When one awakens to True Wisdom, it means that one is willing to save all living things be- fore one has actually saved oneself: whether a being is a layman, priest, god or man, enjoy- ing pleasure or suffering pain, he should awaken this desire as quickly as possible. However humble a person may appear to be, if this desire has been awakened, he is already the teacher of all mankind: a little girl of seven even may be the teacher of the four classes of Buddhists and the mother of True Compassion to all living things. One of the greatest teach- ings of Buddhism is its insistence upon the complete equality of the sexes. However much one
may drift in the six worlds and the four existences, even they become a means for realizing the desire for Bud- dhahood once it has been awakened: however much time we may have wasted up to now, there is still time to awaken this desire. Although our own merit for Buddhahood may be full ripe, it is our bounden duty to use all this merit for the purpose of Enlightening every living thing: at all times, there have been those who put their own Buddhahood second to the necessity of working for the good of all other living things. The Four Wisdoms - chari- ty, tenderness, benevolence and sympathy, are the means we have of helping others and represent the Bodhi- sattva's aspirations. Charity is the opposite of covetousness; we make offerings although we ourselves get noth- ing whatsoever. There is no need to be concerned about how small the gift may be so long as it brings True re- sults, for even if it is only a single phrase or verse of teaching, it may be a seed to bring forth good fruit both now and hereafter. Similarly, the offering of only one coin or a blade of grass can cause the arising of good, for the teaching itself is the True Treasure and the True Treasure is the very teaching: we must never desire any re- ward and we must always share everything we have with others. It is an act of charity to build a ferry or a bridge and all forms of industry are charity if they benefit others. To behold all beings with the eye of compassion, and to speak kindly to them, is the meaning of tenderness. If one would understand tenderness, one must speak to others whilst thinking that one loves all living things as if they were one's own children. By praising those who exhibit virtue, and feeling sorry for those who do not, our enemies become our friends and they who are our who are our friends have their friendship strengthened: this is all through the power of tenderness. Whenever one speaks kindly to another, his face brightens and his heart is warmed; if a kind word be spoken in his absence, the impression will be a deep one: tenderness can have a revolutionary impact upon the mind of man. If one creates wise ways of helping beings, whether they be in high places or lowly stations, one exhibits benevolence: no re- ward was sought by those who rescued the helpless tortoise and the sick sparrow, these acts being utterly benev- olent. The stupid believe that they will lose something if they give help to others, but this is completely untrue, for benevolence helps everyone, including oneself, being a law of the universe. If one can identify oneself with that which is not oneself, one can understand the true meaning of sympathy: take, for example, the fact that the Buddha appeared in the human world in the form of a human being; sympathy does not distinguish between one- self and others. There are times when the self is infinite and times when this is true of others: sympathy is as the sea in that it never refuses water from whatsoever source it may come; all waters may gather and form only one sea.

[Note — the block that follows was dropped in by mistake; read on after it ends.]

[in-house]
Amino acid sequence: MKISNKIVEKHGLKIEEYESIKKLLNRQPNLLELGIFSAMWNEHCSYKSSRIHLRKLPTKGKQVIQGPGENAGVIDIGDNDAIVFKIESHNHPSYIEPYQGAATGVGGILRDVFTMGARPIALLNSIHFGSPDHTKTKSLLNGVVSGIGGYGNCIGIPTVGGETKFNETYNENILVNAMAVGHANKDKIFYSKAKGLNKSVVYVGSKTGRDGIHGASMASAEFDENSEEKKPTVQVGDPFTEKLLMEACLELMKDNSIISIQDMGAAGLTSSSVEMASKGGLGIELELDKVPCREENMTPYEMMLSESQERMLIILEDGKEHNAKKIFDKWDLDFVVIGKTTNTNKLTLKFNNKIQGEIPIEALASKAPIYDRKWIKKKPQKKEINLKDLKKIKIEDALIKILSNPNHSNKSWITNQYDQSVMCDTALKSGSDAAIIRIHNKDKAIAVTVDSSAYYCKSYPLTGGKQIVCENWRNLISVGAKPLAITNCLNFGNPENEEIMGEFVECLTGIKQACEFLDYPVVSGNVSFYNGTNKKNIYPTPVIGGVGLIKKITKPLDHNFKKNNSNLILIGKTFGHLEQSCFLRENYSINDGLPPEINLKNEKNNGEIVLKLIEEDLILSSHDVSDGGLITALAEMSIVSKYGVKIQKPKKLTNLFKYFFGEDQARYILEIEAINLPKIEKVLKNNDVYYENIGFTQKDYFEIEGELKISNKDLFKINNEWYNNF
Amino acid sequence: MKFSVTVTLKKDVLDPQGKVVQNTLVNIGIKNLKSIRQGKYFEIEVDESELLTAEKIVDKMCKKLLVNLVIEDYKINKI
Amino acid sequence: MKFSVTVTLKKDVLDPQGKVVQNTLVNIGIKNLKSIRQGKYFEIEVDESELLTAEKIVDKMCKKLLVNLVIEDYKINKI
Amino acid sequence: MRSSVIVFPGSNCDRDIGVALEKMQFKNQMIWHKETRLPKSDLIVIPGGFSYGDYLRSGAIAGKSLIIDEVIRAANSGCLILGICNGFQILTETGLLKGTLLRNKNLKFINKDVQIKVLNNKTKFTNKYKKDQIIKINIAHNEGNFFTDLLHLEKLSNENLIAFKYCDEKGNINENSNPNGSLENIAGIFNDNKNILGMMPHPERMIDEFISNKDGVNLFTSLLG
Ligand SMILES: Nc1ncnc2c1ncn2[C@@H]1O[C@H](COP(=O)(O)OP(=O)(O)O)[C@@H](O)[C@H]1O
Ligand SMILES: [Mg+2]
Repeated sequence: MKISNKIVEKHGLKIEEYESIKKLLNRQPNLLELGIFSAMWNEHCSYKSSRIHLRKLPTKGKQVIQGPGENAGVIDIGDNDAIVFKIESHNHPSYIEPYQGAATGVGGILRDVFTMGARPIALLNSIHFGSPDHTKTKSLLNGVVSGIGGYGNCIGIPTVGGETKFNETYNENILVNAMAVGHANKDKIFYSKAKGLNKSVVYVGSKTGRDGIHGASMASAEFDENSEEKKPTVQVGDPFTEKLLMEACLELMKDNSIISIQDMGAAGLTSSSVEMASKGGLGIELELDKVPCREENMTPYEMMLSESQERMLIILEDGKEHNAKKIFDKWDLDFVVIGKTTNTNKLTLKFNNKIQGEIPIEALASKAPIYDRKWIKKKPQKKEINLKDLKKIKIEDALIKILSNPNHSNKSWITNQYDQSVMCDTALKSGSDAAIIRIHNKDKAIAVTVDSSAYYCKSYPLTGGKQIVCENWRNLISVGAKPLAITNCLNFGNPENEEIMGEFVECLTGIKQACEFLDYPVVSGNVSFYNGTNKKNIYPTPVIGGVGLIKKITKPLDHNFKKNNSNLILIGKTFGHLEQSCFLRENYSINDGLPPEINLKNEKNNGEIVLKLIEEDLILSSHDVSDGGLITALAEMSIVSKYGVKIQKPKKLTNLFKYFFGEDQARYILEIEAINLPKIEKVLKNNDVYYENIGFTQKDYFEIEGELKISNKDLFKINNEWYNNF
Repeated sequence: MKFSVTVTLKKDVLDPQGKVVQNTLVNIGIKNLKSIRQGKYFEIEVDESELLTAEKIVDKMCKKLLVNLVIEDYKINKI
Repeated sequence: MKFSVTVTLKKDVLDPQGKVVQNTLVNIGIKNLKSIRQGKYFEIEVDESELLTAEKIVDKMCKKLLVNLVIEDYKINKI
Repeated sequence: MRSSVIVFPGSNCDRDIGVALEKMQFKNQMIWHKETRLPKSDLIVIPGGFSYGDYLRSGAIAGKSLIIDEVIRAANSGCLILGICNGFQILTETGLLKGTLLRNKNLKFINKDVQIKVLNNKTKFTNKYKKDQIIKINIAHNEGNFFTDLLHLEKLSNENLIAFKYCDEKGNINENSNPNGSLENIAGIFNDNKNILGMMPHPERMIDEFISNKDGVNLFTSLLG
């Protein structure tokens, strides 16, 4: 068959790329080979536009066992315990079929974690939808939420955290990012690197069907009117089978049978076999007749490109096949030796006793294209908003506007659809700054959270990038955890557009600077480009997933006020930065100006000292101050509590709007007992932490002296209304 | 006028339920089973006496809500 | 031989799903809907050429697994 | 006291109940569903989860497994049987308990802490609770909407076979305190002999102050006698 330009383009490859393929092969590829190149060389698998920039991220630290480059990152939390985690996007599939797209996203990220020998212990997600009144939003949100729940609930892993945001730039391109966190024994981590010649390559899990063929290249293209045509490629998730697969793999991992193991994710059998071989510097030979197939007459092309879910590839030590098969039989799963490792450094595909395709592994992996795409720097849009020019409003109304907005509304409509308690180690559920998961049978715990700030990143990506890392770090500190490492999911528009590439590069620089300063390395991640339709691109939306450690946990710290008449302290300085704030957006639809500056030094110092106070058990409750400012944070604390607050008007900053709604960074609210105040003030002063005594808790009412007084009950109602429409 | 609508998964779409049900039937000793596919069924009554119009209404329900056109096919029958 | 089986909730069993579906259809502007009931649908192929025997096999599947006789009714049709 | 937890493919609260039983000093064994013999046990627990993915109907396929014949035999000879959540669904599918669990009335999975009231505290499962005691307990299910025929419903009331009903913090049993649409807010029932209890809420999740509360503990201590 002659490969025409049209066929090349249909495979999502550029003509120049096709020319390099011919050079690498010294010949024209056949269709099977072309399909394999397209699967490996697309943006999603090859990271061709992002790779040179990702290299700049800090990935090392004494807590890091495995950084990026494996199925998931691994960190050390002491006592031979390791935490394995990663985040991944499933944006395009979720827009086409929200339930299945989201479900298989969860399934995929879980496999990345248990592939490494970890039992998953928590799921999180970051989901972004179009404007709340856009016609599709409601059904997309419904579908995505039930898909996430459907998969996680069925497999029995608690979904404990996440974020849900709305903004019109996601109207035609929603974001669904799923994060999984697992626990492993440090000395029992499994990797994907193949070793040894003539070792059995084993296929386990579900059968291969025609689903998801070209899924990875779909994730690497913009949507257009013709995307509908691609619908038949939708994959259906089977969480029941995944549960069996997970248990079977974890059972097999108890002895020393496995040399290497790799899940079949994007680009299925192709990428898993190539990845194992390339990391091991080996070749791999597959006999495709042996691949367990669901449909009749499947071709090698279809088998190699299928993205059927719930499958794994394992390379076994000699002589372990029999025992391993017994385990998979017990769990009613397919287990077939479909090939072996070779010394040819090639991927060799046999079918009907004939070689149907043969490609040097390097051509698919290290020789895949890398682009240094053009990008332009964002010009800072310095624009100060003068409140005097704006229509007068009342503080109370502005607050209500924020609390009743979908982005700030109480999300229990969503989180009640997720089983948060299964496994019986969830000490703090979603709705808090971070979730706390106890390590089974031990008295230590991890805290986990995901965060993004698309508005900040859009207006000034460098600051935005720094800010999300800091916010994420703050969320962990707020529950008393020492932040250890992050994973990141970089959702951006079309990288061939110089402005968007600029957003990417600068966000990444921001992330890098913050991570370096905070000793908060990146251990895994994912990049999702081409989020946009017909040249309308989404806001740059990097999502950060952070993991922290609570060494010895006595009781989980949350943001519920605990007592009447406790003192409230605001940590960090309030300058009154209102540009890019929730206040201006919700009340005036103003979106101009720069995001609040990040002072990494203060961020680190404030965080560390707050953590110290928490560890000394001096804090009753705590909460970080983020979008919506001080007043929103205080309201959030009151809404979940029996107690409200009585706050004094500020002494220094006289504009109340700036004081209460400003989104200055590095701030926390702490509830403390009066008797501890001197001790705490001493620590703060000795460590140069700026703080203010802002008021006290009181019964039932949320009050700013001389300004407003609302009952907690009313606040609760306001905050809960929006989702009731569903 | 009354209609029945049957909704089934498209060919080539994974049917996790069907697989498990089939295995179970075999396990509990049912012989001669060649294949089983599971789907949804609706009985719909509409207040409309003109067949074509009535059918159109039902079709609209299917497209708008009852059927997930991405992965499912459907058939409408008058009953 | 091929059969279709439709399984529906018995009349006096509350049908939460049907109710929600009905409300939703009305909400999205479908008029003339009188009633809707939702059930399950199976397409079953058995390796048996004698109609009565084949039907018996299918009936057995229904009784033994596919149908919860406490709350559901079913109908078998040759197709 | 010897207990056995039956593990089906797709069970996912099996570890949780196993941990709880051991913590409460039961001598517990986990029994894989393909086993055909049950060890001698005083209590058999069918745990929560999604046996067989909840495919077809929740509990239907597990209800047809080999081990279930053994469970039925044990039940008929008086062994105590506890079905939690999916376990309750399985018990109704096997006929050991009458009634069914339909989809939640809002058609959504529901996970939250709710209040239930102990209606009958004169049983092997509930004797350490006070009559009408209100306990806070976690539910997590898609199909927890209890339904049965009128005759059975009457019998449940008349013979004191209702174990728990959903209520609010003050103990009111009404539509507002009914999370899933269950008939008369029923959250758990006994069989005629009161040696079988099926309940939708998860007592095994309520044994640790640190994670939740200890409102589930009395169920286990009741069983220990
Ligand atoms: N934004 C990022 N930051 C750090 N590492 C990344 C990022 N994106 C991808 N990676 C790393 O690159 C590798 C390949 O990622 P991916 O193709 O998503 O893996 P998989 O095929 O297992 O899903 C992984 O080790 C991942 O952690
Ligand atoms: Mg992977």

Oh you seekers of Enlightenment, meditate deeply upon these teachings and do not make light of them: give respect and reverence to their merit which brings blessings to all living things; help all beings to cross over to the other shore.